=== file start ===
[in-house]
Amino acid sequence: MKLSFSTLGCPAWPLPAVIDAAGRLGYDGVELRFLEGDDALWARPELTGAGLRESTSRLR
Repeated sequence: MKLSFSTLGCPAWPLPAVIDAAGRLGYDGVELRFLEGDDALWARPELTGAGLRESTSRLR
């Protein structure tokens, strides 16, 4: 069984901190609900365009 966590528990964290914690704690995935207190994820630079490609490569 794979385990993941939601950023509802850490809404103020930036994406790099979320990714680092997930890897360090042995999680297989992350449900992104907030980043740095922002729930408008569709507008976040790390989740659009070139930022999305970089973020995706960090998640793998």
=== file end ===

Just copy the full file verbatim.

[in-house]
Amino acid sequence: MKLSFSTLGCPAWPLPAVIDAAGRLGYDGVELRFLEGDDALWARPELTGAGLRESTSRLR
Repeated sequence: MKLSFSTLGCPAWPLPAVIDAAGRLGYDGVELRFLEGDDALWARPELTGAGLRESTSRLR
């Protein structure tokens, strides 16, 4: 069984901190609900365009 966590528990964290914690704690995935207190994820630079490609490569 794979385990993941939601950023509802850490809404103020930036994406790099979320990714680092997930890897360090042995999680297989992350449900992104907030980043740095922002729930408008569709507008976040790390989740659009070139930022999305970089973020995706960090998640793998």